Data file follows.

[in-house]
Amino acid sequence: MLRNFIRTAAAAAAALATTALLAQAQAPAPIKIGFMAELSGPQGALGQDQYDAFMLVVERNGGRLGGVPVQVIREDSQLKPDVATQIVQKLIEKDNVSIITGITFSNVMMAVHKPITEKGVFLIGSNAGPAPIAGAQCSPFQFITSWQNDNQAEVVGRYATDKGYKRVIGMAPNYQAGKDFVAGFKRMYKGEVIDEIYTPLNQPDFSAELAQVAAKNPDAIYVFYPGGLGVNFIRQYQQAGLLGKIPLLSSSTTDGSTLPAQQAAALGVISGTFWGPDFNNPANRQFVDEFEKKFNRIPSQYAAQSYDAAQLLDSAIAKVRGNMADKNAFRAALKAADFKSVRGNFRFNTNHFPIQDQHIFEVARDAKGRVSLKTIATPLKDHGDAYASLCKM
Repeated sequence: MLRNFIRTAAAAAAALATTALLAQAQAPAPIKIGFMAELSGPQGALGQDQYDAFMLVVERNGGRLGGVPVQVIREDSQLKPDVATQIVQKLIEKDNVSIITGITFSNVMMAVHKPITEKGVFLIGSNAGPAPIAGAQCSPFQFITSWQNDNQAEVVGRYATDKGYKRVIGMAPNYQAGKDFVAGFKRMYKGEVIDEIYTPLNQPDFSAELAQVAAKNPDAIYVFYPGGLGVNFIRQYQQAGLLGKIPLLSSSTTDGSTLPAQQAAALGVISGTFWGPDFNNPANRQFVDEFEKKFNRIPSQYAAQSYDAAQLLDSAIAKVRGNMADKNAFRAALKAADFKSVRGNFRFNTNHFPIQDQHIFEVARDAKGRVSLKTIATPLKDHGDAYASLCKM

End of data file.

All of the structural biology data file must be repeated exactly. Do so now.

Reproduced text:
[in-house]
Amino acid sequence: MLRNFIRTAAAAAAALATTALLAQAQAPAPIKIGFMAELSGPQGALGQDQYDAFMLVVERNGGRLGGVPVQVIREDSQLKPDVATQIVQKLIEKDNVSIITGITFSNVMMAVHKPITEKGVFLIGSNAGPAPIAGAQCSPFQFITSWQNDNQAEVVGRYATDKGYKRVIGMAPNYQAGKDFVAGFKRMYKGEVIDEIYTPLNQPDFSAELAQVAAKNPDAIYVFYPGGLGVNFIRQYQQAGLLGKIPLLSSSTTDGSTLPAQQAAALGVISGTFWGPDFNNPANRQFVDEFEKKFNRIPSQYAAQSYDAAQLLDSAIAKVRGNMADKNAFRAALKAADFKSVRGNFRFNTNHFPIQDQHIFEVARDAKGRVSLKTIATPLKDHGDAYASLCKM
Repeated sequence: MLRNFIRTAAAAAAALATTALLAQAQAPAPIKIGFMAELSGPQGALGQDQYDAFMLVVERNGGRLGGVPVQVIREDSQLKPDVATQIVQKLIEKDNVSIITGITFSNVMMAVHKPITEKGVFLIGSNAGPAPIAGAQCSPFQFITSWQNDNQAEVVGRYATDKGYKRVIGMAPNYQAGKDFVAGFKRMYKGEVIDEIYTPLNQPDFSAELAQVAAKNPDAIYVFYPGGLGVNFIRQYQQAGLLGKIPLLSSSTTDGSTLPAQQAAALGVISGTFWGPDFNNPANRQFVDEFEKKFNRIPSQYAAQSYDAAQLLDSAIAKVRGNMADKNAFRAALKAADFKSVRGNFRFNTNHFPIQDQHIFEVARDAKGRVSLKTIATPLKDHGDAYASLCKM